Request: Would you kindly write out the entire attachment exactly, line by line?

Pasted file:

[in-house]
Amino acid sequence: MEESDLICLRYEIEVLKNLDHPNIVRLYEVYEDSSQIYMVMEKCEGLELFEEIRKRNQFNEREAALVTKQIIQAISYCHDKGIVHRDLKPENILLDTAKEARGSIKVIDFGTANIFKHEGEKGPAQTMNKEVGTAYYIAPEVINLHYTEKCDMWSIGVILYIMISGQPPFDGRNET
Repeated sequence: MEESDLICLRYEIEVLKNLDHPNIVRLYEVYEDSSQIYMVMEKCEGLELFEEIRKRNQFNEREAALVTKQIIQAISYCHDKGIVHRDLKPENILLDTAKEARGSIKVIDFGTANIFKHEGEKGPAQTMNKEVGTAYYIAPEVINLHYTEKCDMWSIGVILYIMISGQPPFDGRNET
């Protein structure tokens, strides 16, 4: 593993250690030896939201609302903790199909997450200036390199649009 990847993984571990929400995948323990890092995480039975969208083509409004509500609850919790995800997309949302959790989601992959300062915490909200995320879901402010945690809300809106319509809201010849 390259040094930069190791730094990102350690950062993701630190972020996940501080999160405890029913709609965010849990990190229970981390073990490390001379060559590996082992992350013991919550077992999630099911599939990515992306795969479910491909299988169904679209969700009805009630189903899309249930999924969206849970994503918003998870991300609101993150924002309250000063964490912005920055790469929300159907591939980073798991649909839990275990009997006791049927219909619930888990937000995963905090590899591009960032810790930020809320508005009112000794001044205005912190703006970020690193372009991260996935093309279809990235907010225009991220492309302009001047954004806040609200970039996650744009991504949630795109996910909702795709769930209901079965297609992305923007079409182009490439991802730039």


[in-house]
Amino acid sequence: MEESDLICLRYEIEVLKNLDHPNIVRLYEVYEDSSQIYMVMEKCEGLELFEEIRKRNQFNEREAALVTKQIIQAISYCHDKGIVHRDLKPENILLDTAKEARGSIKVIDFGTANIFKHEGEKGPAQTMNKEVGTAYYIAPEVINLHYTEKCDMWSIGVILYIMISGQPPFDGRNET
Repeated sequence: MEESDLICLRYEIEVLKNLDHPNIVRLYEVYEDSSQIYMVMEKCEGLELFEEIRKRNQFNEREAALVTKQIIQAISYCHDKGIVHRDLKPENILLDTAKEARGSIKVIDFGTANIFKHEGEKGPAQTMNKEVGTAYYIAPEVINLHYTEKCDMWSIGVILYIMISGQPPFDGRNET
């Protein structure tokens, strides 16, 4: 593993250690030896939201609302903790199909997450200036390199649009 990847993984571990929400995948323990890092995480039975969208083509409004509500609850919790995800997309949302959790989601992959300062915490909200995320879901402010945690809300809106319509809201010849 390259040094930069190791730094990102350690950062993701630190972020996940501080999160405890029913709609965010849990990190229970981390073990490390001379060559590996082992992350013991919550077992999630099911599939990515992306795969479910491909299988169904679209969700009805009630189903899309249930999924969206849970994503918003998870991300609101993150924002309250000063964490912005920055790469929300159907591939980073798991649909839990275990009997006791049927219909619930888990937000995963905090590899591009960032810790930020809320508005009112000794001044205005912190703006970020690193372009991260996935093309279809990235907010225009991220492309302009001047954004806040609200970039996650744009991504949630795109996910909702795709769930209901079965297609992305923007079409182009490439991802730039």